Reducing Video Loading Time

Prefetching video during preroll by Guillaume Du Pontavice

At Dailymotion, we do our best to enhance our viewers experience.

It is a known fact that video buffering is a big factor of user frustration, lots of studies and articles have shown that video rebuffering has a significant impact on user engagement.

There are two kinds of buffering :

  • Initial video buffering, also known as video loading time, or join time.
  • Spurious video re-buffering that happens in the middle of playback when video buffers become empty.

In this post, we’ll explain the different directions we’re exploring to reduce video loading time.

Ways to reduce video loading time

Here are different technics we’re using to reduce video loading time:

Optimize the video delivery:

  • redirecting our videos to different proxy (Dailymotion’s one and/or external CDNs) across the globe to reduce network latency and increase download speed.

Reduce first fragment loading time by reducing its size

  • biggest files are video fragments : size could be reduced by either:
  • starting the playback on a lower rendition
  • reducing fragment duration

Optimize the player startup sequence by prefetching the start of the video during the preroll. This technic is detailed below:

Playback Startup Sequence

See below a standard player startup sequence: 
 it is made up of two slots:

  • An “Ad Slot” during which Ad plugins will determine whether an inline video ad (also called a preroll) should be displayed before the actual video. if Ad plugins decide that an ad should be displayed, preroll video will be displayed in this same slot.
  • A “Video Slot” dedicated to the playback of the actual video content.

Before being able to display the first video frame, 3 URLs need to be loaded before being able to playback an HLS playlist:

  • The Variant Manifest, which references available qualities and provides a Stream manifest URL for each of them
  • The Stream Manifest which references video fragments URLs
  • The first video fragment

Manifest Prefetching

The idea is to split video loading into two parts

  • Prefetch these manifests during preroll: these are tiny files, and care should be taken to ensure that their loading has no impact on Ad Loading.
  • Then load first fragment in video slot

see below:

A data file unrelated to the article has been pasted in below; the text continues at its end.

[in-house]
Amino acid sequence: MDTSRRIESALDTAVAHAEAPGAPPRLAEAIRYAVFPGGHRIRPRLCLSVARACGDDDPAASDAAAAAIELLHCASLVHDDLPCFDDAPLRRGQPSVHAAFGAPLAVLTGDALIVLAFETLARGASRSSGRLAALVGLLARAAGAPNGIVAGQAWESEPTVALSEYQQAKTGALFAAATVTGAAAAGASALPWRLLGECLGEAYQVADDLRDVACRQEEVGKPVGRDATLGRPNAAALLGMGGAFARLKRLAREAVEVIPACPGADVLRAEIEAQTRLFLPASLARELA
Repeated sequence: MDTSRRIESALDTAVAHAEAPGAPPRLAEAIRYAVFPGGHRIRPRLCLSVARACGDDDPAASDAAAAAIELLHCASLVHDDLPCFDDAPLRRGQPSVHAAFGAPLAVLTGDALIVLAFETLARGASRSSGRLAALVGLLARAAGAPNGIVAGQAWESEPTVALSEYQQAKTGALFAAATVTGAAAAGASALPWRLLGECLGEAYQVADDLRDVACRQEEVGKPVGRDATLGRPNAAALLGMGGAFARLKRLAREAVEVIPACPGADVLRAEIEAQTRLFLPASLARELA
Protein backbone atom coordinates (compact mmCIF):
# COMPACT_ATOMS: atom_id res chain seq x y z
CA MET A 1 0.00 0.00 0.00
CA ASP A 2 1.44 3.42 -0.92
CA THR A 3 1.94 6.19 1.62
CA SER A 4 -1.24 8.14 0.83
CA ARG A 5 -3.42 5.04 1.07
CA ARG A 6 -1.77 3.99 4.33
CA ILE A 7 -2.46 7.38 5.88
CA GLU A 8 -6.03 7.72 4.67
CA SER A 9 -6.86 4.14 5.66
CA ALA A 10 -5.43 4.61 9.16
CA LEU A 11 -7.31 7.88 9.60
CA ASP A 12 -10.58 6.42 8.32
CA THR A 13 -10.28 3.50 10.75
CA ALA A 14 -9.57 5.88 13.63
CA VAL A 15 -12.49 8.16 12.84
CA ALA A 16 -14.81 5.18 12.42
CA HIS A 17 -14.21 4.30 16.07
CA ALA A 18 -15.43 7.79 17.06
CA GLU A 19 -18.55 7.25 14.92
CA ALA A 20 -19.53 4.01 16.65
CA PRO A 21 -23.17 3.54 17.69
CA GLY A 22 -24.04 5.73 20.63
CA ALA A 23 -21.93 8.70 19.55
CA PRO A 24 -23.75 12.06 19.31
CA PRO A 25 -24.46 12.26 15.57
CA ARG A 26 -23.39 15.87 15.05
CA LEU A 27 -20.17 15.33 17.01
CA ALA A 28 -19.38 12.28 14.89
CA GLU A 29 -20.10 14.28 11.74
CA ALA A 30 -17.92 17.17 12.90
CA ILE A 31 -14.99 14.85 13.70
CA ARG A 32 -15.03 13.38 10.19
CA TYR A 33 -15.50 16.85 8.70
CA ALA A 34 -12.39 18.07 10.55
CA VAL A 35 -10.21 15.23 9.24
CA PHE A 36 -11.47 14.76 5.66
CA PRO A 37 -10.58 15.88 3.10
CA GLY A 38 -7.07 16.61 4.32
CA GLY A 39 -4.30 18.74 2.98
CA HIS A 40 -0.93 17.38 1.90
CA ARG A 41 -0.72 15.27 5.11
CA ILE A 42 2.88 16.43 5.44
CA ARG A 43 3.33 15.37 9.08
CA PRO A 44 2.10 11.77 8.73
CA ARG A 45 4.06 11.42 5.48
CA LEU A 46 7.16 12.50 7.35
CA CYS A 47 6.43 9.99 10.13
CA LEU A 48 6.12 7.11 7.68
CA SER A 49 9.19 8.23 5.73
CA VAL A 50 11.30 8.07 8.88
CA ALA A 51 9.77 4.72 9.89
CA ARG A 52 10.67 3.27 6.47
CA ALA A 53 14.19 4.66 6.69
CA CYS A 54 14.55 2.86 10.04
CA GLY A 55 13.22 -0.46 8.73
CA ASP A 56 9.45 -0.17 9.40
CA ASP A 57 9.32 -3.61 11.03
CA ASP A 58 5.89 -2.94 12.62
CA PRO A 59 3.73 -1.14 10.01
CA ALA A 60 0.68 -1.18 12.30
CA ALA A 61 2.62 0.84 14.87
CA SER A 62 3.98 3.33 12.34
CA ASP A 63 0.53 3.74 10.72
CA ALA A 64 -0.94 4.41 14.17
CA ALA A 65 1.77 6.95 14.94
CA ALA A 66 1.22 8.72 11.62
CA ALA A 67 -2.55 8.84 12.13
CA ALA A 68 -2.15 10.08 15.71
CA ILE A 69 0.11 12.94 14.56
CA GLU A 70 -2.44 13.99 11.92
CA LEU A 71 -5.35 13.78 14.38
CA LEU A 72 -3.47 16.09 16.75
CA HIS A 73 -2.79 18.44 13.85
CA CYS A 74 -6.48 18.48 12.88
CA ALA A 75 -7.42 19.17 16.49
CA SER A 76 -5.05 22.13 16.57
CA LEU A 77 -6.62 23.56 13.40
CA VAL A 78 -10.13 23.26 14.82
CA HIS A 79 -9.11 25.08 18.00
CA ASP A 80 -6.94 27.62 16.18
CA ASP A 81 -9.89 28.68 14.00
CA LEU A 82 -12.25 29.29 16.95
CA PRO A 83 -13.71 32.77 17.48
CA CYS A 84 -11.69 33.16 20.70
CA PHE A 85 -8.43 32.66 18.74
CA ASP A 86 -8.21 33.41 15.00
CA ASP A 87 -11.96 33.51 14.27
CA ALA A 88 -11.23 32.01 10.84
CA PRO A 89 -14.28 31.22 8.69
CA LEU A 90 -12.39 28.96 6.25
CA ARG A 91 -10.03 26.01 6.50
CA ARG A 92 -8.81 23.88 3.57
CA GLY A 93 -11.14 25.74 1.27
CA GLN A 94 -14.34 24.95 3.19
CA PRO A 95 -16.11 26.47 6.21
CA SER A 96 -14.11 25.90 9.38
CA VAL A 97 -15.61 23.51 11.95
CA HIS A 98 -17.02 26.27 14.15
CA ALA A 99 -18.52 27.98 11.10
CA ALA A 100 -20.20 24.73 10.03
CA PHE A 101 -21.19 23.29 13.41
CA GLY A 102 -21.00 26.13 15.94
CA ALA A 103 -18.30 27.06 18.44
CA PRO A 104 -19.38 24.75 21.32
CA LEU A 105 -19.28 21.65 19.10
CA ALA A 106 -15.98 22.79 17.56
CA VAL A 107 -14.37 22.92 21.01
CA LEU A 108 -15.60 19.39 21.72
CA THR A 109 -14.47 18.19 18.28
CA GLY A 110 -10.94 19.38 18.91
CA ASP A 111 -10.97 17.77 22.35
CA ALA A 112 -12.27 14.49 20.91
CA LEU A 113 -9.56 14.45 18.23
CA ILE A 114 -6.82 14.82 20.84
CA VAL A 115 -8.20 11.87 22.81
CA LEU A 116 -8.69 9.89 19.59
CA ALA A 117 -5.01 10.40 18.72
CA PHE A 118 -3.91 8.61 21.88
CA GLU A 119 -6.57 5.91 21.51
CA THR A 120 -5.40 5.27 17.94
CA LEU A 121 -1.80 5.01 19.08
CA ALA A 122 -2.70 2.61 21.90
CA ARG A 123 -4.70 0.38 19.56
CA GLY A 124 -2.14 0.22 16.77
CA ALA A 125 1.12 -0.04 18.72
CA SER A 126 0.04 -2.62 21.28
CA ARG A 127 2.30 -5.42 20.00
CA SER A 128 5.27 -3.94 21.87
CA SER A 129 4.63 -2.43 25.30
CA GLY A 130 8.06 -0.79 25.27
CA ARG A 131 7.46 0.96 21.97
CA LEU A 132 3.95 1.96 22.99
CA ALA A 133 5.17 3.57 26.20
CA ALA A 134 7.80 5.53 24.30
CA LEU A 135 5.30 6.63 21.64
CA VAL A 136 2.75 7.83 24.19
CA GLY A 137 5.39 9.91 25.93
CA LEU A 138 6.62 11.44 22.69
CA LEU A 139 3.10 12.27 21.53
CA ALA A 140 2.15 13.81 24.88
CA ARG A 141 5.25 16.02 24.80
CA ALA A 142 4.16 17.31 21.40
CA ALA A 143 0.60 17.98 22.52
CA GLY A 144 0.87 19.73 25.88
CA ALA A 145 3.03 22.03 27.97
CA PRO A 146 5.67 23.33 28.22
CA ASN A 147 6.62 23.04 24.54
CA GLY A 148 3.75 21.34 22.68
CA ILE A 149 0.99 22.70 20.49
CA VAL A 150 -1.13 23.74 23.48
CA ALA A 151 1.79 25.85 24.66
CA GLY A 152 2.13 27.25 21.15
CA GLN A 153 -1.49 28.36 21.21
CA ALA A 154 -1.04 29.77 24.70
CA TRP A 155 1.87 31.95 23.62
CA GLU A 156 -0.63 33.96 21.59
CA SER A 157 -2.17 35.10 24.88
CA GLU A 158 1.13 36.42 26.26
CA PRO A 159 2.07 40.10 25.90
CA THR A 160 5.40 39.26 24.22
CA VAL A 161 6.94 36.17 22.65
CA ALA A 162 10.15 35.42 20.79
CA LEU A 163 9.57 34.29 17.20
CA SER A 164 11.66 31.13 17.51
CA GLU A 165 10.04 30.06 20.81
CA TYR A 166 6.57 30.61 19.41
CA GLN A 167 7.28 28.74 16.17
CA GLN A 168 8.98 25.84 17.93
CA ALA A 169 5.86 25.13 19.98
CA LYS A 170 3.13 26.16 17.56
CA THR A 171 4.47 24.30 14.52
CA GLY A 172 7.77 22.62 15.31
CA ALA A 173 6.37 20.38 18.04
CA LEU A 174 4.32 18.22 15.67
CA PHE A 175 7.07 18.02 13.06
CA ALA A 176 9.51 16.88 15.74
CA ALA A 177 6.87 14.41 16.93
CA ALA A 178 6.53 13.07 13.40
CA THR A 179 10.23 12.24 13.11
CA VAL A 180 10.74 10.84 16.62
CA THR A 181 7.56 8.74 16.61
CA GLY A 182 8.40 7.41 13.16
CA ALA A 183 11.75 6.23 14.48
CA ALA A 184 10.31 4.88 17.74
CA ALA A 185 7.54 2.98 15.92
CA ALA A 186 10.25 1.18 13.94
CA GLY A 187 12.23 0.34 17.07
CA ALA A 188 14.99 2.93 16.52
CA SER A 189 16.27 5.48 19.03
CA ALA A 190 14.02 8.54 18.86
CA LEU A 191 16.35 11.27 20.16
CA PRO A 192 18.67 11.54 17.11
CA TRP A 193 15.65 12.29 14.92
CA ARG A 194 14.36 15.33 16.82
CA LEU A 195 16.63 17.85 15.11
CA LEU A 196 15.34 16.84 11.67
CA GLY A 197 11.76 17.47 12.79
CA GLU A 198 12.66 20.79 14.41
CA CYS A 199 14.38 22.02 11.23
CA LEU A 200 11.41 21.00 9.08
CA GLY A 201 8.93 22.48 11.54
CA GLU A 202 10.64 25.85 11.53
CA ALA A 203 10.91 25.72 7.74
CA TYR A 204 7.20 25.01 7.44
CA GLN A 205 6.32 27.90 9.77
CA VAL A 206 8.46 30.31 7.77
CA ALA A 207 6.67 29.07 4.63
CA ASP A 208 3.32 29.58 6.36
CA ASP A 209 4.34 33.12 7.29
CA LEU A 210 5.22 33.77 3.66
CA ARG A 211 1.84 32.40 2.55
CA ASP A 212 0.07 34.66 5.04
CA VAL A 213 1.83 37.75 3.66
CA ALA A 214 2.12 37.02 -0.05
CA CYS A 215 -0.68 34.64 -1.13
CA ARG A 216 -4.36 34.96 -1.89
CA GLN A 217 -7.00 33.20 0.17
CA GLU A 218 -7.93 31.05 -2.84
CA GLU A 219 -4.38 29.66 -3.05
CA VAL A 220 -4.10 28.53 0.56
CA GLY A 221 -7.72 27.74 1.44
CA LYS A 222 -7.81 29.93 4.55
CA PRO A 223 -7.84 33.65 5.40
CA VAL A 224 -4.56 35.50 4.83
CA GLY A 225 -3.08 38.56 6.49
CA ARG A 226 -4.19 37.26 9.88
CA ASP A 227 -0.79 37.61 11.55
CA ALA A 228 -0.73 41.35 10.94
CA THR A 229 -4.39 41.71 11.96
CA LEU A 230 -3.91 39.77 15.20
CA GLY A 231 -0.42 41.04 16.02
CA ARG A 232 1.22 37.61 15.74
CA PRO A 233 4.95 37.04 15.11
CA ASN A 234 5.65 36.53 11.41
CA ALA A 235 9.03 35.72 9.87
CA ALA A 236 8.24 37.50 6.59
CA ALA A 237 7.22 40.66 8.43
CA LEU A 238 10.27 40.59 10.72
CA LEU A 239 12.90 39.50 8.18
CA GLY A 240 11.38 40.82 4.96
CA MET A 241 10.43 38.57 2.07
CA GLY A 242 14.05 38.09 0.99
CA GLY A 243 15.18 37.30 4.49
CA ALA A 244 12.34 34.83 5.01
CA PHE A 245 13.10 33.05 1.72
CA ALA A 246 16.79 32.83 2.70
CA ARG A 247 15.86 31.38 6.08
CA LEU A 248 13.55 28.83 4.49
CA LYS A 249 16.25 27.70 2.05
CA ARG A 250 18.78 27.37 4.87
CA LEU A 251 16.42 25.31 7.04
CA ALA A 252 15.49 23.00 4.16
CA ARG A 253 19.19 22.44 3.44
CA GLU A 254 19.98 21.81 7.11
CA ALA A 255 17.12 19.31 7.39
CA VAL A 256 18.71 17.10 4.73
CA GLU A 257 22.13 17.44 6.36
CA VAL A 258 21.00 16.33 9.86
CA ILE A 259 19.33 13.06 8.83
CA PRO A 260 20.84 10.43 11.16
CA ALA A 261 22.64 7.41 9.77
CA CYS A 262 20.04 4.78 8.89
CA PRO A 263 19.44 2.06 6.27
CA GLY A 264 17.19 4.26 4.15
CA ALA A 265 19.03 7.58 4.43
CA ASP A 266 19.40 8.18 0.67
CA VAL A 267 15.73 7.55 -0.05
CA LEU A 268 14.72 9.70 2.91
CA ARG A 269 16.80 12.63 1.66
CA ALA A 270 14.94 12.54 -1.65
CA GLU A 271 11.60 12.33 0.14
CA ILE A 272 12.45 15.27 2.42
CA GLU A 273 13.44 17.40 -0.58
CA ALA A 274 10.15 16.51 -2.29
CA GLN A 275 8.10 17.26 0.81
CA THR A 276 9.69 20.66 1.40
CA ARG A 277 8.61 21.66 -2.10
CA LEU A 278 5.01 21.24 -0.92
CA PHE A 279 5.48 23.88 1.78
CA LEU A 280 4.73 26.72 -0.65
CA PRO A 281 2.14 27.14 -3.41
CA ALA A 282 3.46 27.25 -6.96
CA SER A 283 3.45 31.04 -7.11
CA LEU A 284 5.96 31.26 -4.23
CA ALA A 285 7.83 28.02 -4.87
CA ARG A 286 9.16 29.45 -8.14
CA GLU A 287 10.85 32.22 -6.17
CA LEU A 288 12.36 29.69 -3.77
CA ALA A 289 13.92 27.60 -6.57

This manifest prefetching has been implemented in our Flash and HTML5 Player, and we can observe a significant drop of median video loading time from 2400ms to 1100ms in our Flash Player
 Ad Loading time and Ad Display time also remains stable. No impact on Ads revenue.

The gain in our HTML5 Player was less substential.

The reason why loading time reduction is significant in Flash is that our HLS media engine, flashls, supports progressive fragment parsing: the TS packets are parsed and transmuxed into FLV packets as soon as they’re loaded: therefore the playback could start even though the first fragment is not fully loaded yet. 
 This progressive parsing is not yet achievable in HTML5: our HTML5 streaming engine, hls.js, uses XMLHttpRequest to load manifests and fragments, which 
 does not support onprogress() event on binary content. 
 Thus playback could only start after the entire loading/transmuxing of the first fragment into ISO-BMFF format, and video loading time is higher in HTML5.

Fetch API will resolve this, but it is still an experimental feature and not yet available mainstream.

Stream Prefetching

To further improve video loading time, we decided to A/B test stream prefetching: the idea is to prefetch both manifests but also first video fragment during the Ad slot.

See schema below:

We implemented it in our HTML5 player and AB tested it: 
 hls.js supports manifests and first fragment prefetching, even if <video> element isn't available (as it might be used to display a preroll video). 
 Refer to this config parameter.

See results on video loading time distribution below: as we can see the loading time is significantly reduced — by half — for most playback sessions.

Then we also compared viewers behavior: 
 as it can be seen below, more users are watching to the end of the video; which is a good way of showing that streaming experience was better overall.

On the revenue side, we also noted that although the preroll revenue decreases slightly, it was compensated by an increase in midroll / postroll revenue.

So overall, we provided our viewers with an improved streaming experience without compromising our revenues.

We continue our quest to enhance user experience, and the next step is to enhance hls.jsABR algorithm, through A/B testing.

Originally published at on July 11, 2016.